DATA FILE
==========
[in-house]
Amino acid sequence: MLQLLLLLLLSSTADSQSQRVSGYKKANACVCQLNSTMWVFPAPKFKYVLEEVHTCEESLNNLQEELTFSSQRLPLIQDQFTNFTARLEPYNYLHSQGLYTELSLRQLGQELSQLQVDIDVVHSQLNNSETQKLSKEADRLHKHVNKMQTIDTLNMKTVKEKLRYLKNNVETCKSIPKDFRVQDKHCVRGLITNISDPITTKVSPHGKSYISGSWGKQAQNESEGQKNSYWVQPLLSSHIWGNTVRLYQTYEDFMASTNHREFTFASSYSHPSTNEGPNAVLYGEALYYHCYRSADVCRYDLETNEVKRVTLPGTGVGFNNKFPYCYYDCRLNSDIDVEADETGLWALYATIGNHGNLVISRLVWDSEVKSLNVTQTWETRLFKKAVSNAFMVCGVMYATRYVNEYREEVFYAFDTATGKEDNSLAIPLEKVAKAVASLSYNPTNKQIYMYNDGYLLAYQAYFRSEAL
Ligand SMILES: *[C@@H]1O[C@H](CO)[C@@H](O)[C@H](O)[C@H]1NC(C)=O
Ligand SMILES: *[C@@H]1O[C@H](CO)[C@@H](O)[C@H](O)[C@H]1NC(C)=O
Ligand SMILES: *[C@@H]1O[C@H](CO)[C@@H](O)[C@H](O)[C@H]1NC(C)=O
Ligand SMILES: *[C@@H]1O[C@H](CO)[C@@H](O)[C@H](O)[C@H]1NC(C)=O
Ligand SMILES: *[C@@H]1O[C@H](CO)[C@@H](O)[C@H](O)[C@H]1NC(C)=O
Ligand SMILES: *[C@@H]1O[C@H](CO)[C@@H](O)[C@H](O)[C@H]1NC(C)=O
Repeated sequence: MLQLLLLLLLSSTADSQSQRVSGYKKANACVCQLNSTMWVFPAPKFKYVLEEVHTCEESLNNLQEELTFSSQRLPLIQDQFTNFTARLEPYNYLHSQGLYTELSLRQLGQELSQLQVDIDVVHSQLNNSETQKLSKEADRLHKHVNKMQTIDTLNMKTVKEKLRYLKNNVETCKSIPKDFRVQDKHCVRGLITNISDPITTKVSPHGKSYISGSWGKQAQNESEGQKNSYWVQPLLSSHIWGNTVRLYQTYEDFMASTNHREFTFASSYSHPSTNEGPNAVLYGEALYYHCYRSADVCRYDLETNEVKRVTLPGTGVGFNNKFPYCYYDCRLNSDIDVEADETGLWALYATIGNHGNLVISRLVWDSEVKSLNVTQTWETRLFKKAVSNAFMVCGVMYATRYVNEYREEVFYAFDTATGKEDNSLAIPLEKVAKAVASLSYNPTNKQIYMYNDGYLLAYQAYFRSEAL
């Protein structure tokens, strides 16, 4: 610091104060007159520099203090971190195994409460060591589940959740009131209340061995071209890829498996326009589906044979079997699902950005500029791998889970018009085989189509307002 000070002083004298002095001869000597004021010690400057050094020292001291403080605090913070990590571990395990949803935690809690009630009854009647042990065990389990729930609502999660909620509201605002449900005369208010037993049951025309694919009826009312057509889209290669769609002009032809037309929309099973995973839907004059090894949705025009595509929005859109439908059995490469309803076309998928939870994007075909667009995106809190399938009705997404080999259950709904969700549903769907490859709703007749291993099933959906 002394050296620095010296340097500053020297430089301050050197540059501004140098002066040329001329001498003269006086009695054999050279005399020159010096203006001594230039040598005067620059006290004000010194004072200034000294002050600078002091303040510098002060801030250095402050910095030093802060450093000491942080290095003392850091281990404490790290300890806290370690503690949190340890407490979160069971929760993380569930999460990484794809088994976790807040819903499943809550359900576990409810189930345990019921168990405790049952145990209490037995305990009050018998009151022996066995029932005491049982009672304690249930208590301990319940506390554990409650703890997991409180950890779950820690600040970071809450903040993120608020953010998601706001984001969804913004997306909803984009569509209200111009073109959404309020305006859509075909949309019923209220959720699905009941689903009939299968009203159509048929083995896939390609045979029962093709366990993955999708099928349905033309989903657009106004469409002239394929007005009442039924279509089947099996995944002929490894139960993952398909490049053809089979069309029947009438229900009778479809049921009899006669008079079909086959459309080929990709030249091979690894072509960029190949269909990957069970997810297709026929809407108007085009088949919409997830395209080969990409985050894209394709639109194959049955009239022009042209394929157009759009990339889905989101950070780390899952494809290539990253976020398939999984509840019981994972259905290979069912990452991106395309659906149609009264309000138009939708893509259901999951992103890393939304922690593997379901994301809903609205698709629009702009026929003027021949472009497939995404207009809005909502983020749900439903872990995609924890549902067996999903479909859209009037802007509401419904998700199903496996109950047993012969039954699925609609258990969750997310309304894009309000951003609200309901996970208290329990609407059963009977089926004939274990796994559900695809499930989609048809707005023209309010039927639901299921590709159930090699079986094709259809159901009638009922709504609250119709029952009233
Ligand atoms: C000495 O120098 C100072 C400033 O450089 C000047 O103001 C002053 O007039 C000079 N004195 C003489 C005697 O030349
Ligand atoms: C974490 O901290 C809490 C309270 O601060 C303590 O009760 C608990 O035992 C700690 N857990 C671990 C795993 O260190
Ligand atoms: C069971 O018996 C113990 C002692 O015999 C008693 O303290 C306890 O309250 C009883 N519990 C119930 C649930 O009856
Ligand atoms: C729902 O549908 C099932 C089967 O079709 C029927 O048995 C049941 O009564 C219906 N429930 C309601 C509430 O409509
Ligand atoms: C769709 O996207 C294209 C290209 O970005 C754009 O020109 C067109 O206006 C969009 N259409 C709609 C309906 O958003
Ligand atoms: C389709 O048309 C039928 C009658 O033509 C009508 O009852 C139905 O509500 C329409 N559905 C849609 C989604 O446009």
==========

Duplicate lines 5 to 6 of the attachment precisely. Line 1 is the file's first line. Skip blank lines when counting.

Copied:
Ligand SMILES: *[C@@H]1O[C@H](CO)[C@@H](O)[C@H](O)[C@H]1NC(C)=O
Ligand SMILES: *[C@@H]1O[C@H](CO)[C@@H](O)[C@H](O)[C@H]1NC(C)=O